The government's report used Statistics Canada tax data to track those people who didn't complete their welfare applications. A previous report on what happens to people who've been on welfare who leave it used a similar method. To be included in either study they couldn't have made another application for welfare and they had to have "filed their tax returns for three consecutive years."

That meant that more than four out of 10 of the people who didn't complete the application process were left out of the study.

Low tax-filing rate 'considered normal'

The government's report is silent on the question of whether it can be assumed the people who didn't file income tax returns would be in any way different from the people who did.

Instead the report notes that the filing rate was "considered normal for this population" and argues that "Tracking clients who have filed for three consecutive years provides a more robust analysis by allowing us to track income levels in each year following the application for assistance."

It is also worth noting that the number who filed income tax returns declined over time. Of people who applied for welfare in 2000, 62.3 per cent filed returns. By 2004 the number had dropped to 55.4 per cent.

Despite the flaws, the report concludes that people who don't complete the application process are financially better off. "The median after-tax income of non-returning applicants is higher than what they would have received on full-time, full-year income assistance," it said.

And, "The median income of non-returning applicants increases over the two-year follow-up period, indicating that they are financially better off in the years after their uncompleted application for income assistance."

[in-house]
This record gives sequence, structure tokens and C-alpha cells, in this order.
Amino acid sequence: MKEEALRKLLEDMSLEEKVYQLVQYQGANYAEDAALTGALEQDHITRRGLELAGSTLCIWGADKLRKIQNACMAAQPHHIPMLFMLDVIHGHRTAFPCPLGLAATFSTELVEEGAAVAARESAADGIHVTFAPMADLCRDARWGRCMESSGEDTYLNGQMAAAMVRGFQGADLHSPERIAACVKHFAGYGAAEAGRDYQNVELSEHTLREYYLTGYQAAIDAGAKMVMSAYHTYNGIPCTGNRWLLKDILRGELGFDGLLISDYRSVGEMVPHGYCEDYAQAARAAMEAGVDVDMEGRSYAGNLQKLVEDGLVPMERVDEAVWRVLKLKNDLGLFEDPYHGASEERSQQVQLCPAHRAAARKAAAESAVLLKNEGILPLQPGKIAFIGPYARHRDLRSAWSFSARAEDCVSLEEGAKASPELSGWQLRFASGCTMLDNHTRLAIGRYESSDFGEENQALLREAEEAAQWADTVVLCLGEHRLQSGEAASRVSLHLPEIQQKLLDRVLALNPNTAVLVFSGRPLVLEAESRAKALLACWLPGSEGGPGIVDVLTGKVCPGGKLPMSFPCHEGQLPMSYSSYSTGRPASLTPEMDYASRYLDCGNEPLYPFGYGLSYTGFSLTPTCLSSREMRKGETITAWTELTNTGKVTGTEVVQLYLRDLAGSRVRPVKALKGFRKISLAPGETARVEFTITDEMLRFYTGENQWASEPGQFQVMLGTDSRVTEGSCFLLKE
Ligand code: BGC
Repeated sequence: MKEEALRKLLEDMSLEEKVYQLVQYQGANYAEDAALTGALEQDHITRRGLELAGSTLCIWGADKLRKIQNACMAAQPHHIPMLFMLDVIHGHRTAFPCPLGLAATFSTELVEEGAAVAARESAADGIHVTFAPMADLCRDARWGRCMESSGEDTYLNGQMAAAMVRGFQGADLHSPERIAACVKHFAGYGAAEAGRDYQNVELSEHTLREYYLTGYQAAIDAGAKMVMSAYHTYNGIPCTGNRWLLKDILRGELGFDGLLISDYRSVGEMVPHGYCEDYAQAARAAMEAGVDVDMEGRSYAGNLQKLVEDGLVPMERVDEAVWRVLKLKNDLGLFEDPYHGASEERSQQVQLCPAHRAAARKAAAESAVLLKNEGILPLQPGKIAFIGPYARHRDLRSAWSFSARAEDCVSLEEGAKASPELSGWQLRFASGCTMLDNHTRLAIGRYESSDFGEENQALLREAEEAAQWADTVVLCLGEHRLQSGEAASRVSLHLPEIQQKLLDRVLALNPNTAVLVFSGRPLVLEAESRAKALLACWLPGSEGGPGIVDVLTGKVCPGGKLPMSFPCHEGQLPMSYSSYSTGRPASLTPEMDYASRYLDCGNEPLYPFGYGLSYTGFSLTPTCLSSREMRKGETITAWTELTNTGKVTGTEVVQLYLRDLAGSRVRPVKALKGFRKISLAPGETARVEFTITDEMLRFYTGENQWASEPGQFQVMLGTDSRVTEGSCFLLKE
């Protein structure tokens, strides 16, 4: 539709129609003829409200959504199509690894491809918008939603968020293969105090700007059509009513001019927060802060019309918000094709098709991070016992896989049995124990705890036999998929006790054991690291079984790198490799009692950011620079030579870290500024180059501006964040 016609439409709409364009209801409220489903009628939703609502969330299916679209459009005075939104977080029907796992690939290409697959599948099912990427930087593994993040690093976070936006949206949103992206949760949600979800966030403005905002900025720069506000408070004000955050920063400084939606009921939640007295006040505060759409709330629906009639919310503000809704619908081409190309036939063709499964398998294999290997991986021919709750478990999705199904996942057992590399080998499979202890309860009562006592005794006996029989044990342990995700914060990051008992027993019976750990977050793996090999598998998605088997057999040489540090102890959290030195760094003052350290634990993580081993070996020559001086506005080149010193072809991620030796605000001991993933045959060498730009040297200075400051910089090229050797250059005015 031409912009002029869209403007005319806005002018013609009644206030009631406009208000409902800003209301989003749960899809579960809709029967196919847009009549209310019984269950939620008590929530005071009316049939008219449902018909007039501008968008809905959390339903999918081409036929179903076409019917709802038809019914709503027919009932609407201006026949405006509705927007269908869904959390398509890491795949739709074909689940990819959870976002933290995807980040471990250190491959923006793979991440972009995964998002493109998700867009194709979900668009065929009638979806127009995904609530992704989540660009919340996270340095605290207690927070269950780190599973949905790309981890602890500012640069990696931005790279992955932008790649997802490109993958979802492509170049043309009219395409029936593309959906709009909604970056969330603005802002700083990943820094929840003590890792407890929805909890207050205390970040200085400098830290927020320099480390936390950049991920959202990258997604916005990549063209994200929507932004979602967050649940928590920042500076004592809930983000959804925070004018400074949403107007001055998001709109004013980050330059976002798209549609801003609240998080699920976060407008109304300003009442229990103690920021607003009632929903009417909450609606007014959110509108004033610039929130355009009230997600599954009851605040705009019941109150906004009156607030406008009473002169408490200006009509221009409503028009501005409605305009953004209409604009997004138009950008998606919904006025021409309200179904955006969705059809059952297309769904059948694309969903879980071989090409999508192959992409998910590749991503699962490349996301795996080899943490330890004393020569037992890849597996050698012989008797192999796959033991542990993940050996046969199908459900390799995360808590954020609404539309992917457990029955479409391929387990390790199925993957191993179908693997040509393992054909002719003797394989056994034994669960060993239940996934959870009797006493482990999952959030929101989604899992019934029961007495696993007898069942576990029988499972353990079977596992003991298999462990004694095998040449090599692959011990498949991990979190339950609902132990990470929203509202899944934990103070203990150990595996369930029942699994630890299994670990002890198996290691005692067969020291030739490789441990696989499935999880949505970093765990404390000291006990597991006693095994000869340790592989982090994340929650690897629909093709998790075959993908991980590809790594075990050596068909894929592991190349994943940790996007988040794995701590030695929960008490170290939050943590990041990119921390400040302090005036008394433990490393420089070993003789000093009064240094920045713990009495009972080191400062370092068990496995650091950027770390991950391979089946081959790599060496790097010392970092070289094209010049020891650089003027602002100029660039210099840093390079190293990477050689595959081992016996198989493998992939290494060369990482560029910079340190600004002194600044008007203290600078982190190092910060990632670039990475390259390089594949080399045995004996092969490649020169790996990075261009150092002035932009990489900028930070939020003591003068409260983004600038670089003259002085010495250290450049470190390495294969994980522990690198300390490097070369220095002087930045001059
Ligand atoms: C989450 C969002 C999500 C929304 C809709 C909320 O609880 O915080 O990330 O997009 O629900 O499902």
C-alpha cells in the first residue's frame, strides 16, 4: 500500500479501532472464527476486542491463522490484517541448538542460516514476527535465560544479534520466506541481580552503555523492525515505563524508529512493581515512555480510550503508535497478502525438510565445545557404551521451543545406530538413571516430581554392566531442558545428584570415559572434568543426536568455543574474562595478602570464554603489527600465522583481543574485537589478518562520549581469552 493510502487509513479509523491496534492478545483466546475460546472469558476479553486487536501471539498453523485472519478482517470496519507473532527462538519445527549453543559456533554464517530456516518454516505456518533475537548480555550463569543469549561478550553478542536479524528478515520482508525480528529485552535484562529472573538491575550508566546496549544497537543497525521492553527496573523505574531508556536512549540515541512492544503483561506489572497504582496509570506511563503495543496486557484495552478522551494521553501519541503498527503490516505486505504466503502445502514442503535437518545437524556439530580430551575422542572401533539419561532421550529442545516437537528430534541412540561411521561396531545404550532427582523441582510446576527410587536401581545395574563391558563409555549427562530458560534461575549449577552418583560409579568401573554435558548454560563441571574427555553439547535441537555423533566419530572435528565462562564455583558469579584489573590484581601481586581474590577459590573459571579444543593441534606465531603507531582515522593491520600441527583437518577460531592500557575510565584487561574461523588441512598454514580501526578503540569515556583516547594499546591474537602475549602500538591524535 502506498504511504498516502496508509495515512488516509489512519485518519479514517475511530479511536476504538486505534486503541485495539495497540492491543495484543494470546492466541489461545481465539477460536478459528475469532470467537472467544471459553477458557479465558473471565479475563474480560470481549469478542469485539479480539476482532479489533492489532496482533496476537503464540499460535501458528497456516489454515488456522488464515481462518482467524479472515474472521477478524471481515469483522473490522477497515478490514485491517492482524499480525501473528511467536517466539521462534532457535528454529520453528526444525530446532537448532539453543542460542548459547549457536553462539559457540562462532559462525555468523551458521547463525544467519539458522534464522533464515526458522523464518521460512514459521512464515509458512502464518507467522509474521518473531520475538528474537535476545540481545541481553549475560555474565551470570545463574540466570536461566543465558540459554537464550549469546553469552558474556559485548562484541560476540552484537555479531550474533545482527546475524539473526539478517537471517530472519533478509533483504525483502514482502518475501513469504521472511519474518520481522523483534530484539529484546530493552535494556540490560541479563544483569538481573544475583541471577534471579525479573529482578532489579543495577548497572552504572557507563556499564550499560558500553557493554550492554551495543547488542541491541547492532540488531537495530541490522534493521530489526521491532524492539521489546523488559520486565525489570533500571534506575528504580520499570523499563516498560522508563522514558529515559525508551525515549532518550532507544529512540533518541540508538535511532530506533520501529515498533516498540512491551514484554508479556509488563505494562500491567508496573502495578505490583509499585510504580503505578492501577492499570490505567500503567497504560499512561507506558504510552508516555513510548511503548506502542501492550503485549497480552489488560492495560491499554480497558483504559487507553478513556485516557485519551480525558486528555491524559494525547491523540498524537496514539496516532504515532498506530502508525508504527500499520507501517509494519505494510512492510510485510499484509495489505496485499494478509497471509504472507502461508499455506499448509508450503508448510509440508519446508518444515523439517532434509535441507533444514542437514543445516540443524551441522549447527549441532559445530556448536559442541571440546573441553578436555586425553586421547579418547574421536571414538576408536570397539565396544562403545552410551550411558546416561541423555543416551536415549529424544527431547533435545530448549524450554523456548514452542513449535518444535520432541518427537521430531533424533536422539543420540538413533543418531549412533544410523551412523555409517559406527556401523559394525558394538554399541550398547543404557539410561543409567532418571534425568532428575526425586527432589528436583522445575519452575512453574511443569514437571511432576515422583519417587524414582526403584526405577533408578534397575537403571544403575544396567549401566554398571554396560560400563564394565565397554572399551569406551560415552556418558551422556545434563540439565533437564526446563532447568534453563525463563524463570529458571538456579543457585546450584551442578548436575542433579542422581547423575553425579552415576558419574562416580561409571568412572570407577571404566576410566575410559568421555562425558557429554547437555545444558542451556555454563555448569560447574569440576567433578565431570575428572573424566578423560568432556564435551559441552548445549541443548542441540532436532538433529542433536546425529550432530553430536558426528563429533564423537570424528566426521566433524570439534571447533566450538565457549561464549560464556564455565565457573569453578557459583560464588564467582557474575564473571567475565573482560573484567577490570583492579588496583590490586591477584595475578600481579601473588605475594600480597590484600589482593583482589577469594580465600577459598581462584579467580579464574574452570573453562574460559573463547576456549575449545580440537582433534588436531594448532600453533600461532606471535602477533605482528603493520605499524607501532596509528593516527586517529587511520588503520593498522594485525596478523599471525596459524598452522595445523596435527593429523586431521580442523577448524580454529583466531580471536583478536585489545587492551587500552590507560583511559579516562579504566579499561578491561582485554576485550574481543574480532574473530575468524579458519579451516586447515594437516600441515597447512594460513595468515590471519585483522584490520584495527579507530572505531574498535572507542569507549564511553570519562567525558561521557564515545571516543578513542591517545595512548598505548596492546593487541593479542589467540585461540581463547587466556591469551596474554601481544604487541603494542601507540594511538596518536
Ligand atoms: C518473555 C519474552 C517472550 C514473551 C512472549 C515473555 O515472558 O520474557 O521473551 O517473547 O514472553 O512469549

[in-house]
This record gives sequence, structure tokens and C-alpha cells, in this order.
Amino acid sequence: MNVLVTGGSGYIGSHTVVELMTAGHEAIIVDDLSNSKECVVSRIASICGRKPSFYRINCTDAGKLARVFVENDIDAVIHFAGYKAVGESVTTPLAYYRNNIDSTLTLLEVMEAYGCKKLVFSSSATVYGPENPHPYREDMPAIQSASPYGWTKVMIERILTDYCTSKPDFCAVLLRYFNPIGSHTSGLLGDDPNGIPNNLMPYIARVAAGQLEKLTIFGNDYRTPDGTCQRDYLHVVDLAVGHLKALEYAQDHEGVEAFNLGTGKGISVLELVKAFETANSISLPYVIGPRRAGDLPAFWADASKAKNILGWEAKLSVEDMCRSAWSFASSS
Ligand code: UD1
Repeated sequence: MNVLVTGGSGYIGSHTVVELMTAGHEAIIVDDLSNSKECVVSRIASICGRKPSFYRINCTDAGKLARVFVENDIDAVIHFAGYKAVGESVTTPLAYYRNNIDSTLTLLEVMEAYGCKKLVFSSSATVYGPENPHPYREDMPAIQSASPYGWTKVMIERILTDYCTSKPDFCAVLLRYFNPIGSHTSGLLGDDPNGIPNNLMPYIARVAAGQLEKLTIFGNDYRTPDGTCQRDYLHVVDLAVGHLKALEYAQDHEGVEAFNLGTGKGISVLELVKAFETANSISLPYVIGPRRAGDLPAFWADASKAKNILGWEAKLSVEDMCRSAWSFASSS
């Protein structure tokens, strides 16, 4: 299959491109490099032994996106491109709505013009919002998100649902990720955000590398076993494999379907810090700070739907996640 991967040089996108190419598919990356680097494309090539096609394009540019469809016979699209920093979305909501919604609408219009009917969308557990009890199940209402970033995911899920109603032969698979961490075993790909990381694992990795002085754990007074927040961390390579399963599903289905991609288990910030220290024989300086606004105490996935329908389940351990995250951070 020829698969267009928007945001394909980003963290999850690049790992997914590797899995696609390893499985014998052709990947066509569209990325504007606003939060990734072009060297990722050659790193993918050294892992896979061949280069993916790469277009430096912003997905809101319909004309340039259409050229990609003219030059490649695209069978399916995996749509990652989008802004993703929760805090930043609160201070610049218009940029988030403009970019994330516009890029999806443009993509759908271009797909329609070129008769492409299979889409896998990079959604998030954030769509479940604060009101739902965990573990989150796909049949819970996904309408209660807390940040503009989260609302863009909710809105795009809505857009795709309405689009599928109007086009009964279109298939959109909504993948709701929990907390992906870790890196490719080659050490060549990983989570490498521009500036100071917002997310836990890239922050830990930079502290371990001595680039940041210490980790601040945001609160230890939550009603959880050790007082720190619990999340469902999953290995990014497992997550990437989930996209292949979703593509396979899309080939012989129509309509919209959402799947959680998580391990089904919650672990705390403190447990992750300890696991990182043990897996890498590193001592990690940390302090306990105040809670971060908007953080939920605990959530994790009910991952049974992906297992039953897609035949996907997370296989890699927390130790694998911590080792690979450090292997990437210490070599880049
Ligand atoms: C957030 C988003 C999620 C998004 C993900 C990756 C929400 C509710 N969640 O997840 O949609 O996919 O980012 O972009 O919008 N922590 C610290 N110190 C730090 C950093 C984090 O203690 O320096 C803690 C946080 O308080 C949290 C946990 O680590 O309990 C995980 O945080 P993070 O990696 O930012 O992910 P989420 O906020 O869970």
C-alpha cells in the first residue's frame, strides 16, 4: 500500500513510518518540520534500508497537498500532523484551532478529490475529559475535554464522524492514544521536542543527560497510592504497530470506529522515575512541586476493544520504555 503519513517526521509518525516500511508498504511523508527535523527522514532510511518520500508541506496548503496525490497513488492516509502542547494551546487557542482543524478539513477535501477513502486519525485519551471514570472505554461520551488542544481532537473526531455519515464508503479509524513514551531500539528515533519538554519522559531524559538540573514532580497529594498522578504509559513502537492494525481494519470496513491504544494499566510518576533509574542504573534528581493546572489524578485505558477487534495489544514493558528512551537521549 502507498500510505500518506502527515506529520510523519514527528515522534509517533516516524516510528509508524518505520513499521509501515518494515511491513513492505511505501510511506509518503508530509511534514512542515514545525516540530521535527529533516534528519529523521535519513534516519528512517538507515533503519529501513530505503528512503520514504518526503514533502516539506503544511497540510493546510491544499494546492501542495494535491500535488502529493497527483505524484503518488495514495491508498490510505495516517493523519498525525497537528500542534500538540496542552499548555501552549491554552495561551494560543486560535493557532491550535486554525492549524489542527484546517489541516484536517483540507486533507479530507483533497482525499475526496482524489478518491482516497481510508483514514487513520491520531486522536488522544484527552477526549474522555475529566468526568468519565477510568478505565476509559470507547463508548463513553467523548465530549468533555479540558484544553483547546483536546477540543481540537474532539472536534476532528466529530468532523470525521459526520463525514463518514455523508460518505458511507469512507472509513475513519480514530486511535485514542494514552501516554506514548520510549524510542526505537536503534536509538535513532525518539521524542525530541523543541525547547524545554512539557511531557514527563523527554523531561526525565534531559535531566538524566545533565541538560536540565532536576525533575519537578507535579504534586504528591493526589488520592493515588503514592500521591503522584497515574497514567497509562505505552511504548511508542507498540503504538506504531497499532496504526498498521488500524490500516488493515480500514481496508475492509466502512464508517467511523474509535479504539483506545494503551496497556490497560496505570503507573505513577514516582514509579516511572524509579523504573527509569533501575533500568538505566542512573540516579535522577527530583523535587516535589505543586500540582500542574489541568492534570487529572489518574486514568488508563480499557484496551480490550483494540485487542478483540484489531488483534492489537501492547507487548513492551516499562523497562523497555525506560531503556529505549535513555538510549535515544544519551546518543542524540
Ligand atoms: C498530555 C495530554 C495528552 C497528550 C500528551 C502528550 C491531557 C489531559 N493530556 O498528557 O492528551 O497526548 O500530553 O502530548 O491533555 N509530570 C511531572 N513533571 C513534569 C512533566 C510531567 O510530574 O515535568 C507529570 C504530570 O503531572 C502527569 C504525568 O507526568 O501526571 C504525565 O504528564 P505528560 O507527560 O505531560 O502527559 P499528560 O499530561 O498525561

Too many missing from study: Klein

It's not surprising that many people move from needing welfare into work, said Seth Klein, B.C. director of the Canadian Centre for Policy Alternatives and a co-author of the 2006 report "Denied Assistance".

"We also clearly found that many of them did not land on their feet and many ended up homeless, and those are the ones we should be concerned about," he said. People who end up homeless are unlikely to file tax returns for the next three years, he said.

"Their study covers those who are of least concern to us in the grand scheme of things," he said. "The sample misses the people of main concern to us."

Klein also noted that even for those included in the study, while the incomes were significantly higher than they would have received on welfare, many remained below the poverty line. That goes to a key question the officials responsible for the system need to ask themselves, he said. "What's your goal? Is your goal to get people off assistance or out of poverty?"

Single women and families, with either one parent or two, were particularly likely to remain below the poverty line even with employment income according to data included in the government's report, Klein pointed out.

Homelessness continues to be a problem for communities throughout the province. Media reports this week on Vancouver's housing initiatives note that while 1,640 units will open in the next three years for people now living in shelters or on the street, it doesn't keep pace with the number of people who are becoming homeless.  [Tyee]

Read more: Rights + Justice